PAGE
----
The Savior said, “Blessed are the poor in spirit,” and I think this is what he was talking about. The poor understand what need is, and have compassion. Our job is to make sure that we never forget that, even in prosperity, and share with others as freely as if we were still poor.

The high priests group leader and his wife have a newish car; but they are also the kind of people who adopt handicapped children. They had a houseful at Thanksgiving, but there was room at their table for the stranger with a broken-down car.

Whatever their actual bank balance, they have not forgotten what is means to be poor. They have kept that humility. They are not too good to share what they have with a stranger.

They take quite literally the idea that “ye are no more strangers and foreigners, but fellow citizens with the saints, and of the household of God.”

Paul was never among strangers, was he?

We all come into this world in poverty. Even if our parents have plenty, we are born naked and unable to care for ourselves; we depend on the charity of others.

It is so easy for some to forget that we were all dependent once; but it is just as easy for others to remember, and to remain poor in spirit.

The poor in spirit own nothing. In their hearts, it all belongs to God, though they have the use of some of the world’s goods for a little while. Thus they feel it a duty and a pleasure to share what the Lord has given them with others who might, at the moment, need it more.

It is the poor in spirit who put the keys of their new car, not the old one, in the hands of the new-met friend to speed him on his way home.

It is the poor in spirit who does his best mechanical work on a car belonging to someone he hasn’t even met, and charges nothing for his time and expertise, because he remembers what it is to be in need.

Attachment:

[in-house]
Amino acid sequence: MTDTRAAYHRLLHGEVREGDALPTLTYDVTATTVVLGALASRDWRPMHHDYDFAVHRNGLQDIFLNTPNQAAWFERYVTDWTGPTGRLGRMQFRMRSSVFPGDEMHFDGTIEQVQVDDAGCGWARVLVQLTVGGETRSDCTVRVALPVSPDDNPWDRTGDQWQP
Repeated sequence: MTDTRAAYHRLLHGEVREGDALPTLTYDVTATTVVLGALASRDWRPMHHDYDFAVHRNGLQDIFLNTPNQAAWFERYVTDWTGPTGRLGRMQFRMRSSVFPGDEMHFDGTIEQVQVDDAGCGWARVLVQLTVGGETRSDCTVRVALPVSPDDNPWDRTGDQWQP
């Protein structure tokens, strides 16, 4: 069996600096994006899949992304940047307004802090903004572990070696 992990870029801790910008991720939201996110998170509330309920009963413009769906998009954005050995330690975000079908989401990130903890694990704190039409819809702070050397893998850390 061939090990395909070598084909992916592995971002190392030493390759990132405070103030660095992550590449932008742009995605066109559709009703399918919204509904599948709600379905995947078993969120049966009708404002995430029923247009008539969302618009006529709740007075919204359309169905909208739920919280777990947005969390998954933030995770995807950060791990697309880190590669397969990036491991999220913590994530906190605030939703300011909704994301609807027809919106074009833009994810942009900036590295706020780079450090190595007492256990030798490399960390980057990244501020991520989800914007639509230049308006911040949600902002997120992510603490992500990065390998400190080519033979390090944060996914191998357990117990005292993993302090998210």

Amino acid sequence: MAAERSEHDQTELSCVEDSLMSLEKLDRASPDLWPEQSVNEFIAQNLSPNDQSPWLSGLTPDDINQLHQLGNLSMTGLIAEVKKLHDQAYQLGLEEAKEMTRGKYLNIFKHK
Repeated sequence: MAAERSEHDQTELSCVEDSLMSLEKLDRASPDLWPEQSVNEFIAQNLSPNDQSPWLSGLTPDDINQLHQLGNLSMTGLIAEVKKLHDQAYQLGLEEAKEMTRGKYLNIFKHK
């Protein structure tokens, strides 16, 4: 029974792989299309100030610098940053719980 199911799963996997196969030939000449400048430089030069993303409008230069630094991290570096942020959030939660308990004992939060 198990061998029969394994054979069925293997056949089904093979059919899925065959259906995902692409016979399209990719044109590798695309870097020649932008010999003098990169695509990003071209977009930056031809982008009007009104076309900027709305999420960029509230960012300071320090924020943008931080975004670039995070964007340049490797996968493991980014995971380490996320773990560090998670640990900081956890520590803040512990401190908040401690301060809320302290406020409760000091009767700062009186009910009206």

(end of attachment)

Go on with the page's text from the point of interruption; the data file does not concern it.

For the earth is full, and there is enough and to spare....

Therefore, if any man shall take of the abundance which I have made, and impart not his portion, according to the law of my gospel, unto the poor and the needy, he shall, with the wicked, lift up his eyes in hell, being in torment (D&C 104:17-18).

Nevertheless, says the Lord, he has “given unto the children of men to be agents unto themselves” (D&C 104:17). He does not take from the rich; he asks the rich to give freely to those in need. “Behold this is the way that I, the Lord, have decreed to provide for my saints” (104:16).

When we open our eyes and our hearts, the Lord shows us where and how to share what he has entrusted to our care. “It is my purpose to provide for my saints, for all things are mine” (104:15).

We can be his hands in this work, if we remain poor in spirit, owning nothing, but holding all things as stewards of God, who is the true owner of all.

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More by Orson Scott Card

About Orson Scott Card

Orson Scott Card is the author of the novels Ender's Game, Ender's Shadow, and Speaker for the Dead, which are widely read by adults and younger readers, and are increasingly used in schools.

Besides these and other science fiction novels, Card writes contemporary fantasy (Magic Street, Enchantment, Lost Boys), biblical novels (Stone Tables, Rachel and Leah), the American frontier fantasy series The Tales of Alvin Maker (beginning with Seventh Son), poetry (An Open Book), and many plays and scripts.

Card was born in Washington and grew up in California, Arizona, and Utah. He served a mission for the LDS Church in Brazil in the early 1970s. Besides his writing, he teaches occasional classes and workshops and directs plays. He also teaches writing and literature at Southern Virginia University.

Card currently lives in Greensboro, North Carolina, with his wife, Kristine Allen Card, and their youngest child, Zina Margaret.

More about Orson Scott Card

Orson Scott Card currently serves as second counselor in the bishopric.